The role of nicotine in COVID-19 infection
May 26, 2020
Jamie Hartmann-Boyce and Nicola Lindson
On behalf of the Oxford COVID-19 Evidence Service Team
Centre for Evidence-Based Medicine, Nuffield Department of Primary Care Health Sciences
University of Oxford
Correspondence to firstname.lastname@example.org
There are biologically plausible pathways through which nicotine may impact SARS-CoV-2, but the clinical significance of these is entirely unclear.
There is mixed evidence on the role of smoking in COVID-19 infection and associated outcomes. Whereas the expectation is that smoking would predispose to worse outcomes from COVID-19, as is the case in other acute respiratory infections, some (but not all) studies of COVID-19 have detected fewer people who smoke than would be expected in hospitalised patients with COVID-19. It is unclear whether this is due to biases, confounding, misreporting, or a potential protective effect of smoking on COVID-19 outcomes. Irrespective of COVID-19, smoking is uniquely deadly. However, nicotine, the addictive component of cigarettes, can be safe when used in other forms, and there is some biological plausibility regarding a possible role of nicotine in COVID-19 infection. Below we briefly review evidence to date on the role of nicotine in COVID-19. This is important to people who smoke, but it could also be of general relevance, as some have hypothesised nicotine may be a potential treatment for COVID-19.
We searched the literature for studies relating to COVID-19 and nicotine. Some are underway, and this piece will be updated as new findings emerge. In the meantime, the available research literature is mainly in the form of speculative commentaries, with some lab studies also reported.
Commentaries regarding nicotine and COVID-19 all agree nicotine potentially has a role to play based on its role in the renin-angiotensin system. In particular, nicotine can impact the angiotensin-converting enzyme (ACE) 2, which is relevant because coronaviruses bind to ACE2. However, some authors interpret this as suggesting nicotine is likely to be harmful in the context of COVID-19, and others suggest the opposite.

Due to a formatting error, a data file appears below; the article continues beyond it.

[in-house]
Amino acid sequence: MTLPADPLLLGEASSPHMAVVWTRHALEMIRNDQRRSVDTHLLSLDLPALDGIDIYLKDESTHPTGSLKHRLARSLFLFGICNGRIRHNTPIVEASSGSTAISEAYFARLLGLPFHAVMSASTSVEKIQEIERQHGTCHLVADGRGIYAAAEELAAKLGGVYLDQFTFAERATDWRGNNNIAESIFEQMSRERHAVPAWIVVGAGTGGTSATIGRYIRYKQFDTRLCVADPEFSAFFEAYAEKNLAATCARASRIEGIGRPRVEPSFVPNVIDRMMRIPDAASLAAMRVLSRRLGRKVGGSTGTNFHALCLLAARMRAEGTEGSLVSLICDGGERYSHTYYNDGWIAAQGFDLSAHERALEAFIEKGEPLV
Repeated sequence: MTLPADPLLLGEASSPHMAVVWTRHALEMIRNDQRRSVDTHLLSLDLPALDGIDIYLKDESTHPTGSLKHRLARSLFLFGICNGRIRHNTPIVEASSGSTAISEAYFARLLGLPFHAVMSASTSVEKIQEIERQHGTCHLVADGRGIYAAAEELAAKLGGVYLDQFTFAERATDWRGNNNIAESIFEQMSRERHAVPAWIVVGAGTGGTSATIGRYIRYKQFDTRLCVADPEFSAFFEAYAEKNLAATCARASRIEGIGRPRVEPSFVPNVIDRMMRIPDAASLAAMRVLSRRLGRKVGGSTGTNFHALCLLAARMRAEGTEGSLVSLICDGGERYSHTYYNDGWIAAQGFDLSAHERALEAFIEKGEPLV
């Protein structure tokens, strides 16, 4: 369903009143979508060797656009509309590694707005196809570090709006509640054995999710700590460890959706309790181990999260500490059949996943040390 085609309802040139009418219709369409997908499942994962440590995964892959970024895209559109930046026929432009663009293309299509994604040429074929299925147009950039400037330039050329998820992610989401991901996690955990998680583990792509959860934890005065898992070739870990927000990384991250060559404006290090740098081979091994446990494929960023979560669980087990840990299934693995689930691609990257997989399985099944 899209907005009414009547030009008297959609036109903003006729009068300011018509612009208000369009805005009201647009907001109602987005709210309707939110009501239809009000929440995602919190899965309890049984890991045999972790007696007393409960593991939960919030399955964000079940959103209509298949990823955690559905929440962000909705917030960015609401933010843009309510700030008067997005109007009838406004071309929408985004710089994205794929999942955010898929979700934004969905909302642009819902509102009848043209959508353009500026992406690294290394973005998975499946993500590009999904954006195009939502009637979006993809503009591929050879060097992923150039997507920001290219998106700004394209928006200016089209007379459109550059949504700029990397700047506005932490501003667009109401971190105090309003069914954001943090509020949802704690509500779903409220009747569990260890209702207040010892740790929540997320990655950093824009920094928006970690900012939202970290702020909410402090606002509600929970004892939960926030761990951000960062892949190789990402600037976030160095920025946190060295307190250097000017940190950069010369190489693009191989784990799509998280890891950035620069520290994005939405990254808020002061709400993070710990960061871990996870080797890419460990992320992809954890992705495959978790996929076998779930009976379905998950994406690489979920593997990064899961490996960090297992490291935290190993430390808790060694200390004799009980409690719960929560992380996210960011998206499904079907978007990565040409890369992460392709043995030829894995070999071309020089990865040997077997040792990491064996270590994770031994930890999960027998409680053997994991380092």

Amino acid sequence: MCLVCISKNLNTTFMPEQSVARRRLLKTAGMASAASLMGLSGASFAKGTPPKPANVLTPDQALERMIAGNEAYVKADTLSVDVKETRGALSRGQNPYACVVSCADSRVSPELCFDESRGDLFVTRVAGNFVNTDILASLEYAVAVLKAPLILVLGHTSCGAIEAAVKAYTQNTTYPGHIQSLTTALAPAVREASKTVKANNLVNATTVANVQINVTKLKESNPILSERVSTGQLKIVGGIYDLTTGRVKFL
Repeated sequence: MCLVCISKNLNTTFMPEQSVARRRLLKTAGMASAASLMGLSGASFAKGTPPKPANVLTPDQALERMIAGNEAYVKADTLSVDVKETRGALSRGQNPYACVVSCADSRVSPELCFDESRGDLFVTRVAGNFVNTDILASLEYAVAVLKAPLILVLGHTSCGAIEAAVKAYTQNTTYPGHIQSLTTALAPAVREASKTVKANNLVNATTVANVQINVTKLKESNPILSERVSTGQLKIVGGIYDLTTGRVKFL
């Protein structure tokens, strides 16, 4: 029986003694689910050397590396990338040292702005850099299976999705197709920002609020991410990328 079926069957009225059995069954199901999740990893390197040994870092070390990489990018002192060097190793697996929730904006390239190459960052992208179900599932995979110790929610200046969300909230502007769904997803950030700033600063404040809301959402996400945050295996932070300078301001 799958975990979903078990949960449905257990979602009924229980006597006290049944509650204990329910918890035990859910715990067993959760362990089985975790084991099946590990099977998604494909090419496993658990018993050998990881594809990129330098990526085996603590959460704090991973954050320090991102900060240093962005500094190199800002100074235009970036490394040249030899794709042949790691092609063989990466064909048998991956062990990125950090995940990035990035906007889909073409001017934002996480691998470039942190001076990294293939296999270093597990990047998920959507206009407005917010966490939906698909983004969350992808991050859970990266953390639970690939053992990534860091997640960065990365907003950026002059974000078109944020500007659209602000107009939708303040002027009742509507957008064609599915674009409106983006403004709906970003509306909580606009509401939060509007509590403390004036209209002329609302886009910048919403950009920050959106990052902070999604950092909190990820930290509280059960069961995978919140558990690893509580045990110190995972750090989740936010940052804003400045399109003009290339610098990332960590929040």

It is extremely difficult to synthesise evidence on nicotine and COVID-19 as much of the literature is inconsistent. Below we highlight pathways/hypothetical mechanisms through which at least one paper has speculated nicotine might impact SARS-Cov-2:
France has had to place restrictions on sales of nicotine replacement therapy because of fears it may start to be stockpiled for inappropriate use relating to COVID-19. Studies are underway testing nicotine replacement therapy in COVID-19 patients, and until results are available from those, there is no evidence to support the general public’s use of nicotine replacement therapy for COVID-19 infection. Nicotine replacement therapy is a mainstay of smoking cessation treatment and is safe and effective in this capacity.
- There are biologically plausible pathways through which nicotine may impact SARS-CoV-2, but the clinical significance of these is entirely unclear
- Early studies are underway regarding the role of nicotine replacement therapy as a therapeutic aid for COVID-19
- Evidence so far is too limited to inform any decisions about use of nicotine replacement therapy in COVID-19
- When used for smoking cessation, there is high certainty evidence that nicotine replacement therapy is safe and effective.
Disclaimer: the article has not been peer-reviewed; it should not replace individual clinical judgement and the sources cited should be checked. The views expressed in this commentary represent the views of the authors and not necessarily those of the host institution, the NHS, the NIHR, or the Department of Health and Social Care. The views are not a substitute for professional medical advice.
Jamie Hartmann-Boyce is a departmental lecturer and deputy-director of the Evidence-Based Health Care DPhil programme within the Centre for Evidence-Based Medicine in the Nuffield Department of Primary Care Health Sciences, University of Oxford. She works with the Cochrane Tobacco Addiction Group and is an associate editor of Addiction.
Nicola Lindson is a Senior Researcher in the Health Behaviours team within the Nuffield Department of Primary Care Health Sciences, University of Oxford. She works with the Cochrane Tobacco Addiction Group.
Searches run 19 May 2020
|(coronavirus OR covid-19) AND nicotine
||Google and Google Scholar
|((coronavirus*[Title] OR coronovirus*[Title] OR coronoravirus*[Title] OR coronaravirus*[Title] OR corono-virus*[Title] OR corona-virus*[Title] OR “Coronavirus”[Mesh] OR “Coronavirus Infections”[Mesh] OR “Wuhan coronavirus” [Supplementary Concept] OR “Severe Acute Respiratory Syndrome Coronavirus 2″[Supplementary Concept] OR COVID-19[All Fields] OR CORVID-19[All Fields] OR “2019nCoV”[All Fields] OR “2019-nCoV”[All Fields] OR WN-CoV[All Fields] OR nCoV[All Fields] OR “SARS-CoV-2”[All Fields] OR HCoV-19[All Fields] OR “novel coronavirus”[All Fields])) AND ((“Tobacco Use Cessation Devices”[Mesh]) OR (nicotine[Title/Abstract] OR nrt[Title/Abstract]))
|term “(covid-19 OR coronavirus) AND nicotine”
|nicotine OR nrt
References linked to from text